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Title:Prevalence and impacts of ants colonizing active bird nests in Illinois
Author(s):Gibson, Joshua Caleb
Advisor(s):Suarez, Andrew V
Contributor(s):Allan, Brian F.; Ward, Michael P.
Department / Program:Entomology
Discipline:Entomology
Degree Granting Institution:University of Illinois at Urbana-Champaign
Degree:M.S.
Genre:Thesis
Subject(s):Ants
Bird nests
Commensalism
Abstract:Arthropod communities are often dependent on the availability of ephemeral microhabitats. Many organisms, including birds, mammals and social insects, build nests which create unique and suitable microhabitats for a variety of other animals. These constructed environments can protect their residents from predation and from harmful abiotic conditions. In turn, the communities of arthropods that colonize animal made habitats may positively or negatively influence the nest owner. Bird nests, for example, are known to harbor arthropods communities that include both harmful (e.g. ectoparasitic fly larvae) and possibly beneficial species. I quantified the arthropod communities of nests of ten species of birds in Illinois along a land-use gradient. I found workers of eight species of ants in nests, and for three of these species (Tapinoma sessile, Temnothorax curvispinosus, and Crematogaster cerasi) there was evidence that at least part of their colonies inhabited the nest. Tapioma sessile was the most common species and maintained the largest colonies in nest material. I found that the percentage of forest cover surrounding bird nests best predicted the presence of T. sessile colonies, with colonies being negatively associated with forest cover. In addition to ants, members of 19 other arthropod orders were found living in the nests. There was little evidence that ant presence influenced the abundance or prevalence of other arthropods within nests with one exception. Brown Thrasher nests with T. sessile colonies had fewer fly larvae and pupae than nests without ants. Fledging success did not differ between nests with and without T. sessile colonies for any bird species. Polydomy and a high degree of nomadism are characteristics which likely predispose ant species like T. sessile to colonizing active bird nests. The association between these ant species and bird nests likely is a facultative commensalism benefiting ants that is widespread in North America, and warrants further investigation.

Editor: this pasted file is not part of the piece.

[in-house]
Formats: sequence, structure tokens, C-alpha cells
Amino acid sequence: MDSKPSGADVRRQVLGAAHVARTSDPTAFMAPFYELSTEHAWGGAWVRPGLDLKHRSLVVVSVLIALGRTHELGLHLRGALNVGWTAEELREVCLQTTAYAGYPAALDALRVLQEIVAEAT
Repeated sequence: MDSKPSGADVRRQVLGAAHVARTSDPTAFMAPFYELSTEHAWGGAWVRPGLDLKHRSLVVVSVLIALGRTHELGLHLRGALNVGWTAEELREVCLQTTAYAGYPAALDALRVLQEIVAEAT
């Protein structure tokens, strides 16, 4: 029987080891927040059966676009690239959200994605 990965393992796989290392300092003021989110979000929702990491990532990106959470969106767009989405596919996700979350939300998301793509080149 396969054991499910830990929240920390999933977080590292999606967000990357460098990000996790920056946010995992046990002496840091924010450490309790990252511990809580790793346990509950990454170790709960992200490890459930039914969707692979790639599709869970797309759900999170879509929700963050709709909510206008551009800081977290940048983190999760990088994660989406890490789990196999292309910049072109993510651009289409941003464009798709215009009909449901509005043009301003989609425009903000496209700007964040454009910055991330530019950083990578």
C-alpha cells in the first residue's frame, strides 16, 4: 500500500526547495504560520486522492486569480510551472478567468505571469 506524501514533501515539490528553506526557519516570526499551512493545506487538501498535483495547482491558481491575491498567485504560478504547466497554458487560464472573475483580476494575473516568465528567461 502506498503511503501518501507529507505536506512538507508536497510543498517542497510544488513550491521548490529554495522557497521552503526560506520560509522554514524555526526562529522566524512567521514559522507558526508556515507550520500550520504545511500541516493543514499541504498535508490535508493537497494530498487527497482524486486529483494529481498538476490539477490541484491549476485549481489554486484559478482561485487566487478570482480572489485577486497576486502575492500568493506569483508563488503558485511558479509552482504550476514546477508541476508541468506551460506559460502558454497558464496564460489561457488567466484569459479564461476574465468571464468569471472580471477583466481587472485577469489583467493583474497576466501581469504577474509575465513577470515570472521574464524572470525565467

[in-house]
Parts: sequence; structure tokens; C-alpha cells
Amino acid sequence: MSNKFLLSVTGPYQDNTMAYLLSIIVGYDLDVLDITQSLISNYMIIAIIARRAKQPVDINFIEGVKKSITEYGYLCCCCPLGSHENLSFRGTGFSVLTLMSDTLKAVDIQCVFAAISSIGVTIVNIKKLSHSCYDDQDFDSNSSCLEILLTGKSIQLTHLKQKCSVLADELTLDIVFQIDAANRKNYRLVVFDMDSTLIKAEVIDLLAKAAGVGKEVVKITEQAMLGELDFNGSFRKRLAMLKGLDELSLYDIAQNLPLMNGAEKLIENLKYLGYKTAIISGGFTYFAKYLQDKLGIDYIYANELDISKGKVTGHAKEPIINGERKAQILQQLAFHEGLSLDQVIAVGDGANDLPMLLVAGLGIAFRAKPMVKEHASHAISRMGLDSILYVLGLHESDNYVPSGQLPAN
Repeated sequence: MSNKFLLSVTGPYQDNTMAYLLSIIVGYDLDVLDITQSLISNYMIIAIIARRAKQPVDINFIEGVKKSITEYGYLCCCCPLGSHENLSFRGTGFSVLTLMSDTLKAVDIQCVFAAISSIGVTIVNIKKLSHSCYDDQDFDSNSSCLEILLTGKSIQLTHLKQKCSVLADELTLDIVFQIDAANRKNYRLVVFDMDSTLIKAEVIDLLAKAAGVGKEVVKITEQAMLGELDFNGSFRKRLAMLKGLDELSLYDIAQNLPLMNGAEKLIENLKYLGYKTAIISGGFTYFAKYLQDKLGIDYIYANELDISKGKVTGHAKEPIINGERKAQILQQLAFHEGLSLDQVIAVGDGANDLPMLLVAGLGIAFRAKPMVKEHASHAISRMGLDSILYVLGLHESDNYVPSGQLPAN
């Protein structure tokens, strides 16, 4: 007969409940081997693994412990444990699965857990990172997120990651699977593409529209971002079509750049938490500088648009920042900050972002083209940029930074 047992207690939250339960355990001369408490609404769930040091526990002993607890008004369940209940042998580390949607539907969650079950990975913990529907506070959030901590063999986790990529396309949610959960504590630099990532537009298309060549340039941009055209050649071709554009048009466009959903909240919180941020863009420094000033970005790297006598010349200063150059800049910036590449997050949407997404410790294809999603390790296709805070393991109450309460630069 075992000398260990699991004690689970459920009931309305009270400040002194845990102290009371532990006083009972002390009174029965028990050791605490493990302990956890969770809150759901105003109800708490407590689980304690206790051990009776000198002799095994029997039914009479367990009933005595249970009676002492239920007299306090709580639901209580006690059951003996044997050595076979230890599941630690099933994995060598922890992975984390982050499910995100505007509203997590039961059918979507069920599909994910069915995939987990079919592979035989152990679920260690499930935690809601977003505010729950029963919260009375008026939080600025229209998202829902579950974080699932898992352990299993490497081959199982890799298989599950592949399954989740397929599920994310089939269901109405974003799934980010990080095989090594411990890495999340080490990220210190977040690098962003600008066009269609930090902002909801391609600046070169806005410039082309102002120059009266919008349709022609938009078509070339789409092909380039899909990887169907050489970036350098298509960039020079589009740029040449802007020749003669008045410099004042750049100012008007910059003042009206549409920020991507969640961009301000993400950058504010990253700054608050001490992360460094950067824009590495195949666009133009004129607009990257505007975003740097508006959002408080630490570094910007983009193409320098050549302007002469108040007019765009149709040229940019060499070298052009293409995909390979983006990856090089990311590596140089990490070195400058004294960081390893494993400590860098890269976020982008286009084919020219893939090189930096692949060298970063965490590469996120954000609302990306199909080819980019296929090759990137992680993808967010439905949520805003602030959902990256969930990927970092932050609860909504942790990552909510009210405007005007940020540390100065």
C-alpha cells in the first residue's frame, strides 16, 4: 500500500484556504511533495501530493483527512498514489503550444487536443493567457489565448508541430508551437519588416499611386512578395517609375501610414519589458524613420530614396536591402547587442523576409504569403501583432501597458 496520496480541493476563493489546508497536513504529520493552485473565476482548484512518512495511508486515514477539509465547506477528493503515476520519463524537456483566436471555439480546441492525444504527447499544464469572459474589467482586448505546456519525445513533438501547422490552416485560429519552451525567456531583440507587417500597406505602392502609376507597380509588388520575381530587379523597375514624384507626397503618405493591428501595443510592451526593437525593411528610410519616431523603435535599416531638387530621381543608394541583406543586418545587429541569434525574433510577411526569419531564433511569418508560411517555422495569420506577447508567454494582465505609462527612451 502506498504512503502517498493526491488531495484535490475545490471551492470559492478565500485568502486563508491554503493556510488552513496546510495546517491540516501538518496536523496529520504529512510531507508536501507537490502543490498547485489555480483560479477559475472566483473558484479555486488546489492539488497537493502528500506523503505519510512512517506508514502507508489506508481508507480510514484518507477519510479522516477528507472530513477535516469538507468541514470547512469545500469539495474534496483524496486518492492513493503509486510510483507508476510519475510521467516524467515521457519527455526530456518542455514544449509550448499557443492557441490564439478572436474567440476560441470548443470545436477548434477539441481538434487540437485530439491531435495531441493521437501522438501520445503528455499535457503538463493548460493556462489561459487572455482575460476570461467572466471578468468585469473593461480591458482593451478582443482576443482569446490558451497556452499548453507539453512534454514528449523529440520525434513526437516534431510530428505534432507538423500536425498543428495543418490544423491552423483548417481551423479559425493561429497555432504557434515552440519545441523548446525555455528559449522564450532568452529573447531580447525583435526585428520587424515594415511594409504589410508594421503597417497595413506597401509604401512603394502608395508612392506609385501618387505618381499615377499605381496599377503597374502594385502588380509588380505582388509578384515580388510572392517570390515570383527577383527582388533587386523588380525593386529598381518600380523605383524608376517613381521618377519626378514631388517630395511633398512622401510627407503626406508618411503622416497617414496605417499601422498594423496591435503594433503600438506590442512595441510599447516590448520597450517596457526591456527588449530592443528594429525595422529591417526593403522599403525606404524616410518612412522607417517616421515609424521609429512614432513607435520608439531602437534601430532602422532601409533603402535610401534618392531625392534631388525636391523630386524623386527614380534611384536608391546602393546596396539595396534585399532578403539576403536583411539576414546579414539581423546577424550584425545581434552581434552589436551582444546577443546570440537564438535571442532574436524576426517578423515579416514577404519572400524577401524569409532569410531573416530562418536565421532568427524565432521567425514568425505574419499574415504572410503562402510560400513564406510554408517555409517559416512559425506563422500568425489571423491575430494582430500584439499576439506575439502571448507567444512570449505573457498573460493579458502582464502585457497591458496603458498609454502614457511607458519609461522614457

Issue Date:2017-04-24
Type:Text
URI:http://hdl.handle.net/2142/97732
Rights Information:Copyright 2017 Joshua Gibson
Date Available in IDEALS:2017-08-10
Date Deposited:2017-05


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